Shows & Panels
Shows & Panels
- The 2014 Big Picture on Cyber Security
- AFCEA Answers
- American Readiness: Renewable Power and Efficiency Technologies
- Ask the CIO
- Building the Hybrid Cloud
- Connected Government: How to Build and Procure Network Services for the Future
- Continuing Diagnostics and Mitigation: Discussion of Progress and Next Steps
- Federal Executive Forum
- Federal News Radio's National Cyber Security Awareness Month Special Panel Discussion
- Federal Tech Talk
- The Future of Government Data Centers
- The Future of IT: How CIOs Can Enable the Service-Oriented Enterprise
- Government Perspectives on Mobility and the Cloud
- The Intersection: Where Technology Meets Transformation
- Maximizing ROI Through Data Center Consolidation
- Mitigating Insider Threats in Virtual & Cloud Environments
- Modern Mission Critical Series
- The New Generation of Database
- Reimagining the Next Generation of Government
- Targeting Advanced Threats: Proven Methods from Detection through Remediation
- Transformative Technology: Desktop Virtualization in Government
- The Truth About IT Opex and Software Defined Networking
- Air Traffic Management Transformation Report
- Cloud First Report
- General Dynamics IT Enterprise Center
- Gov Cloud Minute
- Government in Technology Series
- Homeland Security Cybersecurity Market Report
- National Cybersecurity Awareness Month
- Technology Insights
- The Cyber Security Report
- The Next Generation Cyber Security Experts
Shows & Panels
New Reality Series: Heck's Kitchen
Tuesday - 8/25/2009, 4:00am EDT
People who follow government and know Washington have long been aware of rivalries and turf wars between competing federal agencies.
It doesn't matter who is president or which political party controls Congress. The turf wars go with the turf.
Sometimes the battles are a big deal. Like war-or-peace-which-is-it? issues between the State Department and the Pentagon.
The long-running fights can be over money (as in the Office of Management and Budget says no!) Or over prestige or programs or policy, when the Government Accountability Office issues a (usually) scathing report about something or other. Or which Cabinet secretary gets to represent the president as a state funeral.
Remember large egos (regardless of political party) are always involved.
But the biggest food fight (and this is where it pays to be a Washington insider because we know these things) involves one of the most basic human wants and needs: Food.
Since the Civil War federal agencies have secretly waged food wars and built little and big empires based on canned food. More precisely what they can do with it.
Today FederalNewsRadio is gonna blow the lid off the whole thing. Kick the can as it were.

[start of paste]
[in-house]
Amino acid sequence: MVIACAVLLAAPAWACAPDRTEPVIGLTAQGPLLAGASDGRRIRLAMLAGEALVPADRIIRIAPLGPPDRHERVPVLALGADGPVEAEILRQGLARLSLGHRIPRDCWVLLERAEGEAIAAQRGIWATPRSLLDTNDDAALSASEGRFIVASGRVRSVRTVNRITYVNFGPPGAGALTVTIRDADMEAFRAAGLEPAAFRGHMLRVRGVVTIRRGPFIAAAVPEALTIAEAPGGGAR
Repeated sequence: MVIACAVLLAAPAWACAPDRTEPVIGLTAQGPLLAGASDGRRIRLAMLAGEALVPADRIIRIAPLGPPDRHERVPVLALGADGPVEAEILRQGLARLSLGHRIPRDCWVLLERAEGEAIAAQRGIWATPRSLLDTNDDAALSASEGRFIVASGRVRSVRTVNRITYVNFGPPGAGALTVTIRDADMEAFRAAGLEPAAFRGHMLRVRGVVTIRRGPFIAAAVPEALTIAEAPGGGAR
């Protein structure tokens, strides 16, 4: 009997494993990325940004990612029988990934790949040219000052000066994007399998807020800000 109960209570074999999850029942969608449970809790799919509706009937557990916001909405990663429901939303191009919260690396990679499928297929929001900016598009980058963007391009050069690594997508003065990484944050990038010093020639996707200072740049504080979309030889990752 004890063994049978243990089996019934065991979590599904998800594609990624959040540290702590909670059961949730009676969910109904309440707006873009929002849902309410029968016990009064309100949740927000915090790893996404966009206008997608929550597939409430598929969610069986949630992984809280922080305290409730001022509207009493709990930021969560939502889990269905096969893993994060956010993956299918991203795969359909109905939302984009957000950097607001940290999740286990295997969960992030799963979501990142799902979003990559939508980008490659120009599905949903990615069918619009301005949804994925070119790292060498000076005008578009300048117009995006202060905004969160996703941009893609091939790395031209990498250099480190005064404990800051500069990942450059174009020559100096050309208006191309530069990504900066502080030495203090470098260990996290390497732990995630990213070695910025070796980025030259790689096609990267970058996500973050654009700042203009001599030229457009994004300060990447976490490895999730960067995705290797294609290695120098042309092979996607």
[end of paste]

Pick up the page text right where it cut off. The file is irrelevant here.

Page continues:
Unimpeachable sources confirm there will be a major food fight today, just blocks from the White House. At 1900 E Street N.W. to be precise. Thanks to us this will not be secret for long.
In the best traditions of the news media we will be there to first stir up trouble and then report on it - from a safe distance. The combatants will come from the Office of Personnel Management, the State Department, the Department of Interior and the General Services Administration.
For weeks teams of artisans have been working feverishly, on their own time, to develop a super weapon to win this war once and for all.
Their weapons of choice: Cans of chili, tuna, tomatoes, potatoes and whatever other containers contain food items. Spam in this case is welcome.
OPM is sponsoring a government-wide "Yes We Can Can" contest. In this case the "can" is literally a can. Hopefully lots of cans. Cans of food.
Feds from various agencies, sources say, have been dropping off cans of food (which will go to the needy). Some of them will be used to create special works of art. Perhaps there will be a canned replica of Michelangelo's David, done with cans of corn and Vienna sausages, on display.
While it is supposed to be fun, it's also for a good cause. I've agreed to judge the contest. Word is that a renegade faction at the State Department wanted celebrity TV chef Gordon Ramsay, but a group at GSA said his purported talent fee ($7 million for an hour's work, plus some food to take home) would not pass muster. They threatened to leak the information to the media and his loss is my gain.
The session/judging/debacle/rumble (choose one) gets going about 1 p.m. today at the Office of Personnel Management. Get your can moving and come on over if possible. It could be fun, and the underlying purpose is very serious.
OPM Director John Berry joins us - again. This time to talk about the "Feds Feed Families" program tomorrow on Your Turn with Mike Causey. So far, feds have donated 83 tons of stuff. We'll talk with the Director about what they're going to do with all of it. The show will be live from the Capital Area Food Bank. For more on the program, click here.
Nearly Useless Factoid
by Suzanne Kubota
According to vacations.com's "21 Oddly Named Places and the Stories Behind Them", Lake Chargoggagoggmanchauggagoggchaubunagungamaugg, Massachusetts is pronounced just like it's spelled.
To reach me: email@example.com